Regulated Industries

Businesses and individuals (professionals (management or expert service providers, not ministerial employees)) operating in traditionally-regulated industries in Próspera ZEDE are deemed “Regulated Industry Persons.” Like all full-time Residents, all Regulated Industry Persons must obtain regulatory insurance covering their Regulated Industry operations within Próspera ZEDE, with specific exceptions for the Food, Construction, and Agriculture industries.

Although deemed insurance, these policies combine (1) fidelity bonding concepts, providing coverage over injuries caused by intentional conduct, bad acts and moral hazards, and (2) traditional liability insurance concepts, providing coverage for injuries caused by unintentional, negligent, or reckless conduct. In general, for the insurer of last resort, the standard (or baseline) regulatory insurance policy (with which full-time Residents will be familiar) will have a supplemental endorsement that also contains operational restrictions and requirements in your Regulated Industry. The supplemental endorsement for Regulated Industry policies will typically either be an “interim” endorsement or a “final” endorsement. Both types of endorsements authorize the regulatory insurer to engage in compliance enforcement during the policy term to ensure your operations in a Regulated Industry meet applicable standards of care or elective regulatory standards (discussed below). The insurer of last resort (Próspera Insurance Company LLC) is structured as a captive insurance company; this means that when you sign onto your policy, you are agreeing to become a member of the insurance company’s parent insurance association (Próspera Insurance Association LLC) which qualifies you for such coverage. This structure is necessary to mitigate external regulatory conflicts with other jurisdictions.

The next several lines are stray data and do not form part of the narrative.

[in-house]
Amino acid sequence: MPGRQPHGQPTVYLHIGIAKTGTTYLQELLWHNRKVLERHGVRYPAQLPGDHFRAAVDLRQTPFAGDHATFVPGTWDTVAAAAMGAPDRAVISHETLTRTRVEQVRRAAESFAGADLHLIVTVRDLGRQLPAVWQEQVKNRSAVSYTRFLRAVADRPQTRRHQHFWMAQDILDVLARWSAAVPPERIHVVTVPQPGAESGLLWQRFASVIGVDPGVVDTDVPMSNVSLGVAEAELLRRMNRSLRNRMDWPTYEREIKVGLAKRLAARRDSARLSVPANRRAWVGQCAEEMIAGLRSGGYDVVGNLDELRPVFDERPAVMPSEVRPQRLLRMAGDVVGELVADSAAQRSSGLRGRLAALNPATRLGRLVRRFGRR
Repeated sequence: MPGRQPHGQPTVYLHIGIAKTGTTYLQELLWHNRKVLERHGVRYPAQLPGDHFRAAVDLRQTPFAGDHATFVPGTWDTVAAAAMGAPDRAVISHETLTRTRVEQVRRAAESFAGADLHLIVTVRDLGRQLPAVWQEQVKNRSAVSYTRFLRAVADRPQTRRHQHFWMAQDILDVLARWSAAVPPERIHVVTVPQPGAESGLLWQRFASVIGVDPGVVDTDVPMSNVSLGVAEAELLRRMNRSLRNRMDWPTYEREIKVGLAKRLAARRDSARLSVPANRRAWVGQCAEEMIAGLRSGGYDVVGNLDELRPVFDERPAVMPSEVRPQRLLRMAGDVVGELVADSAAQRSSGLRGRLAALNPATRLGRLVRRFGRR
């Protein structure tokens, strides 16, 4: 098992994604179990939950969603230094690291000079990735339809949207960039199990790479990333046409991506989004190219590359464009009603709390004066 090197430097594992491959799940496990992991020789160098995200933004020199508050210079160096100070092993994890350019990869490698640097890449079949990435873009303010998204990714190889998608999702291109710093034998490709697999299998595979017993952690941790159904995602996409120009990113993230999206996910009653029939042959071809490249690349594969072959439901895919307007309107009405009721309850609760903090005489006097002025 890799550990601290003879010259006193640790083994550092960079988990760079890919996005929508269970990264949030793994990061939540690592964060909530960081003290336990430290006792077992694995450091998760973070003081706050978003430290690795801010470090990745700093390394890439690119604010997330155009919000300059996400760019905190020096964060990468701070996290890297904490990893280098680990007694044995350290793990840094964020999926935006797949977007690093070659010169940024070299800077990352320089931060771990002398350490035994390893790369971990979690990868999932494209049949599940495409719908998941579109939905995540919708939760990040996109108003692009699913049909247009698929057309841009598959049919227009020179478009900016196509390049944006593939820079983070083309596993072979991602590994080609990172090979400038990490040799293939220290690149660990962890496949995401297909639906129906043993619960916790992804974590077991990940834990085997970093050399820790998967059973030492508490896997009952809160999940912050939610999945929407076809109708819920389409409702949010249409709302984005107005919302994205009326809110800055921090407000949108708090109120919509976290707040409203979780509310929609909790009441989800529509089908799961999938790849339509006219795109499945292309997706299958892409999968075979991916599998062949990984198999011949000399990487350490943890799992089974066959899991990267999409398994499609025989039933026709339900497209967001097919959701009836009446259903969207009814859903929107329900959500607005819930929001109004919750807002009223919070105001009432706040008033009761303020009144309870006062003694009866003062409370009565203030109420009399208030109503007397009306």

If you would like to see examples of baseline regulatory insurance policies with supplemental endorsements for Regulated Industries, you’re in luck. To “make the market” to enable competitive entry by third party “Qualified Insurers,” the insurer of last resort is required by law to post official “administrative actions” publicly here which contain standard policy terms and conditions. Those posted policy terms will often be tailored to different risk assessments, industries, and operations. You can find examples of approved standard interim endorsements here; and you can also find an approved regulatory insurance policy with an approved final endorsement here.

Applying for Regulatory Insurance

To obtain a regulatory policy from the insurer of last resort (Próspera Insurance Company LLC), an (e)Resident must first apply in a manner that provides sufficient information to assess the nature of the operations to be covered. This involves a fairly standard set of requests. For example, a statement should be provided to gsp@prospera.hn including:

  1. The identification and description of Regulated Industry services to be provided within Próspera ZEDE.
  2. The location of facility where Regulated Industry services will be provided.
  3. The name, (e)Resident permit no. (or contact information), and CV/Resume/Background of each Regulated Industry professional service provider (both natural person and legal entity responsible for such services).
  4. The name, (e)Resident permit no. (or contact information), and CV/Resume/Background of the Regulated Industry facility operator (both natural person and legal entity responsible for such operations).